Element Dallas Fort Worth Airport North Review

In an ever so slightly crazy quest to stay at 1 of each of Starwood’s nine hotel brands, I headed to Dallas for a night at the Element Dallas Fort Worth Airport North.

The hotel’s website describes the hotel as being “centrally located between Dallas and Fort Worth, just minutes from DFW International Airport.”   My flight landed just before midnight and after picking up a rental car – with GPS – I headed to the hotel.  The GPS I picked up could not locate the hotel by name or by address on the Starwood website.  I use the SPG app’s driving directions feature and got what I thought would be turn-by-turn directions.  The estimated driving time was 23 minutes and that was with zero traffic.

The directions to the hotel were confusing and ended in the middle of a highway. There was no information about where to exit the highway or how to get to the hotel.  The estimated 23 minutes turned into 35 minutes after I had to drive around looking for the right exit.  While writing this post I discovered, buried on the hotel’s website – not the Starwood website, a small note with a specific address to use with a GPS.  Would have been nice if that had been more prominently featured, included on Starwood’s site or on the app.

There is very limited parking at the hotel with specific areas of the parking lot marked as “off limits” to hotel guests.  Once inside I was given a note from the hotel management explaining that hotel guests could not park in the south side of the parking lot because they did not own it.  The note intimated that there had been some incidents – I read it as break-ins, and also noted that hotel guests parking there would be towed  by the owner of the lot.    Since I’d arrived after midnight, there was only  1 person working and he couldn’t assure me that I’d parked in the right area, which left me a little wary.

I had a room on the 4th floor directly behind the elevators. That wasn’t a problem when I arrived after midnight, but that changed in the morning as people started using the elevators regularly.

The room, a one-bedroom suite, looked really nice at midnight, but in the morning I started noticing some issues.  When you enter the room there’s a kitchenette with full-size fridge, small range, sink and kitchen tools/dishes, etc…  There is a small table on wheels that tucks under a cut-out in the wall. It’s a clever use of the space.  Just off the kitchenette is a very small living room area with work desk, couch and television.  I noticed that the blinds were pretty stained.


Living Room with work area

Dining table on wheels


In the bedroom there was a king size bed and two small nightstands. There was just enough room to walk around the bed, but no room for anything else in the space.  Mounted on the wall was a large TV.  The walls of the bedroom were dirty and stained – thank goodness I didn’t see that before I went to bed – I would have been out of that room!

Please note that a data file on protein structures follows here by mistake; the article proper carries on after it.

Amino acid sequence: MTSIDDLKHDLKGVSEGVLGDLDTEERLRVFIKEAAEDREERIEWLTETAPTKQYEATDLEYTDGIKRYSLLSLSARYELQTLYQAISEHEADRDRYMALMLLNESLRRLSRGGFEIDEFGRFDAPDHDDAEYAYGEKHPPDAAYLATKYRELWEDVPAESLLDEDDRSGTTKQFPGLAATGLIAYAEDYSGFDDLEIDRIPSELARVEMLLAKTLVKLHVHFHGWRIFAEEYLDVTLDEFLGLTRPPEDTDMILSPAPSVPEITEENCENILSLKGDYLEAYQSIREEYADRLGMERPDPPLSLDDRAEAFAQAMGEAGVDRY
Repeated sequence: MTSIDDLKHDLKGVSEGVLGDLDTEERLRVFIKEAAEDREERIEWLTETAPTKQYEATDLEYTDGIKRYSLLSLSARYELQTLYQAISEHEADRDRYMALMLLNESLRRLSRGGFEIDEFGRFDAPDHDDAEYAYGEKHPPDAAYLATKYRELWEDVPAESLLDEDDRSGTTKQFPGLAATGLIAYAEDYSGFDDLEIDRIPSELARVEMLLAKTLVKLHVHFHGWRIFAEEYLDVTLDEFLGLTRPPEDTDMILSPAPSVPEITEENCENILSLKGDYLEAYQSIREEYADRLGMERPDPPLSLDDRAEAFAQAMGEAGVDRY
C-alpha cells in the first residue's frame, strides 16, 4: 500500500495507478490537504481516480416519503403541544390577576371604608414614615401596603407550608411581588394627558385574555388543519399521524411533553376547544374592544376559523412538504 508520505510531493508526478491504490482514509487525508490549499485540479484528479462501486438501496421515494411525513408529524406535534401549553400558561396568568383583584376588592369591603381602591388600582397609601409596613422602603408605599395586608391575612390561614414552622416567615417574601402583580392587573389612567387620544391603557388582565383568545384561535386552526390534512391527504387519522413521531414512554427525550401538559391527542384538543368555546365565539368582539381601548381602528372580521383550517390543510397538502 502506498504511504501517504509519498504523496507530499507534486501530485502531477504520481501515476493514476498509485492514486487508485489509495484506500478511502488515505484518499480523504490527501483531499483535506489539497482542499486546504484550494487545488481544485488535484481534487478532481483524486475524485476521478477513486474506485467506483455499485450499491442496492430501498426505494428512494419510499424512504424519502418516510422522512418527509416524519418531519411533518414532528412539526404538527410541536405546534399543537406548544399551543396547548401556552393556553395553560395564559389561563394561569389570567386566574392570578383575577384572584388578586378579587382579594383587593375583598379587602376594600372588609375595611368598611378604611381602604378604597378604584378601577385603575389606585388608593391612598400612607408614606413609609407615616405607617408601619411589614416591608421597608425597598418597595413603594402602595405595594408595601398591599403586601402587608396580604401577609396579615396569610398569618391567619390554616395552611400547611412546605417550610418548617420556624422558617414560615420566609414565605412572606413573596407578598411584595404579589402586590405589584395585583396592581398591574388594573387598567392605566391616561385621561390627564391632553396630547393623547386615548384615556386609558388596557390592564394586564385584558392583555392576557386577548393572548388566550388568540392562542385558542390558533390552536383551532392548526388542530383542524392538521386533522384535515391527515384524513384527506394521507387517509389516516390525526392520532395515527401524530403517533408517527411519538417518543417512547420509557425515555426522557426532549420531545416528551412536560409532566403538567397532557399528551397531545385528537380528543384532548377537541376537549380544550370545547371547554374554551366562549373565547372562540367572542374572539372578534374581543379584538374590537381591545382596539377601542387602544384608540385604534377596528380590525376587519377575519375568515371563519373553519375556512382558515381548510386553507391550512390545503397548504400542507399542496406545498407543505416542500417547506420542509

Dirty walls


The bathroom was clean and bright. The shower-only bathroom had shampoo and body wash dispensers in the shower just like the Aloft hotels.  There was a bar of soap and body lotion next to the sink.  There was almost no water pressure – the water from the sink faucet was a slight trickle and in the shower, it wasn’t much better.


At 9am, sharp, there was a very faint knock at the door – I actually thought it was someone knocking next door or across the hall it was so faint.  But within seconds the door shoved open catching on the swinging bar door guard. I was startled, sat up in bed and just then heard someone say, “housekeeping.”  I responded that I was checking out at 11am and asked them to come back.   About 30 minutes later I was getting ready to shower when there was another knock. I said, through the door, please come back after I check out.  I tried to call the front desk and/or hotel operator unsuccessfully. The phone in the bedroom would dial both zero and the front desk, ring once or twice and then go dead.   I gave up calling and got in the shower, packed up and decided to leave right away.

I told the woman at the front desk about the experience and she offered me 500 points.  Today I read through some of the reviews on Starwood’s website and saw several reviewers mention the same experiences with housekeeping. One reviewer said he was promised 3,000 points for the inconvenience.  Seems the hotel still hasn’t found a way to manage their keepers effectively yet.

The hotel opened in 2009 with 123 guest rooms  made up of studios, 1 and 2 bedroom suites. The public areas are bright and modern and seemed to be well maintained.  I was downstairs by 10am, but breakfast had been cleared so I’m not sure what they offered.  There was complimentary coffee still available.

I’ve found Element hotels to be very hit or miss. I’ve stayed at the Element New York Times Square several times and had great experiences. (Yes, everyone complains about the speed of the elevators, but that’s a problem in many 40+ floor buildings).  One of the worst stays I’ve ever had was at the Element Arundel Mills in Hanover, MD. The layers of dust and dirt in the room I was checked into was mortifying.  In fact, when I showed the GM the photos she held the next day’s housekeeping staff meeting in that room. Here’s a picture of the floor under the desk.

I am not sure where the Element brand is headed. There are just over 10 open in the US with several more scheduled to open this year. Starwood needs to enforce some brand standards and consistency among locations for me to start staying at these regularly. I’ll stick with Aloft and the other brands until I see some more consistency.

Exit mobile version